Author Topic: "Electron" Rocket makes New Zealand the 11th country to join the space club  (Read 2572 times)

Offline smartcooky

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Re: "Electron" Rocket makes New Zealand the 11th country to join the space club
« Reply #30 on: February 24, 2018, 09:22:16 PM »
Only those that go into orbit, or will remain in orbit for some period of time. De-orbited stages are not registered. SpaceX  de-orbits second stages (once the payload is deployed) so as not to add to the problem of space junk. Rocket Lab also did this in "Still Testing", and they destroyed the whole rocket on "Its a Test" so as not to have it go into orbit.
Both the second and third stages from "Still Testing" are still in orbit.  They destroyed "It's a Test" because they lost telemetry and couldn't confirm it was still on track, it was planned to go into orbit with a Humanity Star satellite.

I don't know where you get your information from, but Electron is only a two-stage rocket.

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Offline gwiz

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Re: "Electron" Rocket makes New Zealand the 11th country to join the space club
« Reply #31 on: February 25, 2018, 05:43:18 AM »
I don't know where you get your information from, but Electron is only a two-stage rocket.
Rocket Lab didn't announce it until a few days after the launch, but "Still Testing" carried a third stage (called "kick stage" in the link) which was used to raise the orbit of two of the three Cubesat payloads.
https://www.rocketlabusa.com/news/updates/rocket-lab-successfully-circularizes-orbit-with-new-electron-kick-stage/
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Offline smartcooky

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Re: "Electron" Rocket makes New Zealand the 11th country to join the space club
« Reply #32 on: February 25, 2018, 03:47:03 PM »
I don't know where you get your information from, but Electron is only a two-stage rocket.
Rocket Lab didn't announce it until a few days after the launch, but "Still Testing" carried a third stage (called "kick stage" in the link) which was used to raise the orbit of two of the three Cubesat payloads.
https://www.rocketlabusa.com/news/updates/rocket-lab-successfully-circularizes-orbit-with-new-electron-kick-stage/

The "kick stage" is not a stage at all. i.e. its not required to get into earth orbit, its part of the payload adaptor . Calling it a "stage" is like calling an apogee kick motor a stage, or calling the  SM the 4th stage of a Saturn V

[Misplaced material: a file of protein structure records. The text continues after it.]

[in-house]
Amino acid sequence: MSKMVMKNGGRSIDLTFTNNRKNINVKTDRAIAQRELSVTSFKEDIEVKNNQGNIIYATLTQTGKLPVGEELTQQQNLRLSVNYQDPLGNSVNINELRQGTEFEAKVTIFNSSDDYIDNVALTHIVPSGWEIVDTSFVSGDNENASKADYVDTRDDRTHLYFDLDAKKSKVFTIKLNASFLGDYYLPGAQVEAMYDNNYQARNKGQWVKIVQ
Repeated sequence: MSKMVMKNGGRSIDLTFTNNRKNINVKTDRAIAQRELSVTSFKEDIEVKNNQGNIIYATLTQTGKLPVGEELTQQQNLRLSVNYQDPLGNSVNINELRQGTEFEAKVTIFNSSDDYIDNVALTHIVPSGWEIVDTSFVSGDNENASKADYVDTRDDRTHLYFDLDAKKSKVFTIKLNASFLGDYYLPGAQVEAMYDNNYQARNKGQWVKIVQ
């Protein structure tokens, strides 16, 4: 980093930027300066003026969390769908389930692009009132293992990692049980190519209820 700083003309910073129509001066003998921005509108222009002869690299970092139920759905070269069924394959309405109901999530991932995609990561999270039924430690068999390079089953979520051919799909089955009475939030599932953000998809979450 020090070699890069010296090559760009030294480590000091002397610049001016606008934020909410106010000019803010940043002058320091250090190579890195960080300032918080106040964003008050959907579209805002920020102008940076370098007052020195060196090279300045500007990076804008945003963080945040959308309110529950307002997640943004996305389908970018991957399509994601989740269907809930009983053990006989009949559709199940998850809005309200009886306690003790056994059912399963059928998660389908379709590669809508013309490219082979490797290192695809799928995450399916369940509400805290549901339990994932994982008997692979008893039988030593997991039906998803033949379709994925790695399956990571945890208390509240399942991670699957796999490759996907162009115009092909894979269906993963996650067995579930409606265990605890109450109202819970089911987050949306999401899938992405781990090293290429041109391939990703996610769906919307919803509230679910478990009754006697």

However, I'm glad brought it up, it because its another piece of Kiwi ingenuity (Peter Beck's idea actually)  that allows each satellite on a launch to be inserted exactly into its own orbit, something that cannot be usually done with a small satellites that hitch a ride on a launch with a large primary satellite.

Anyway, I've had enough of this "you say, I say" crap, so I decided to end this by getting the information from the horse's mouth, i.e. going directly to the source. On the weekend, I wrote to Rocket Lab's communications manager, Morgan Bailey. This is what I wrote;

Quote
Hello
I see that the "Still Testing" launch is being claimed as making New Zealand the 11th country to launch rocket into space and deliver a satellite/payload into orbit. However, I am also hearing claims that this is not a NZ rocket at all, but an American rocket.

Can you confirm whether or not Peter Beck and/or Rocket Lab considers this a New Zealand launch?



And this was his reply...
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Hi Ian,

Rocket Lab is a US company with a New Zealand subsidiary. The Electron launch vehicle is launched from New Zealand, making New Zealand the 11th country to reach orbit.

Thanks

Morgan Bailey
Communications Manager
ROCKET LAB

I am prepared to forward the email to you so that you can see this is not BS and this I what I actually received from the Rocket Lab.

AFAIC that is the end of the matter. This was a New Zealand launch from a New Zealand launch site by a New Zealand subsidiary company that originated in New Zealand, and therefore, by all the measures that matter, makes this country the eleventh country in the world launch a satellite into orbit.

End of story
« Last Edit: February 25, 2018, 03:59:02 PM by smartcooky »
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Offline gwiz

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Re: "Electron" Rocket makes New Zealand the 11th country to join the space club
« Reply #33 on: February 26, 2018, 10:59:57 AM »
The "kick stage" is not a stage at all. i.e. its not required to get into earth orbit, its part of the payload adaptor .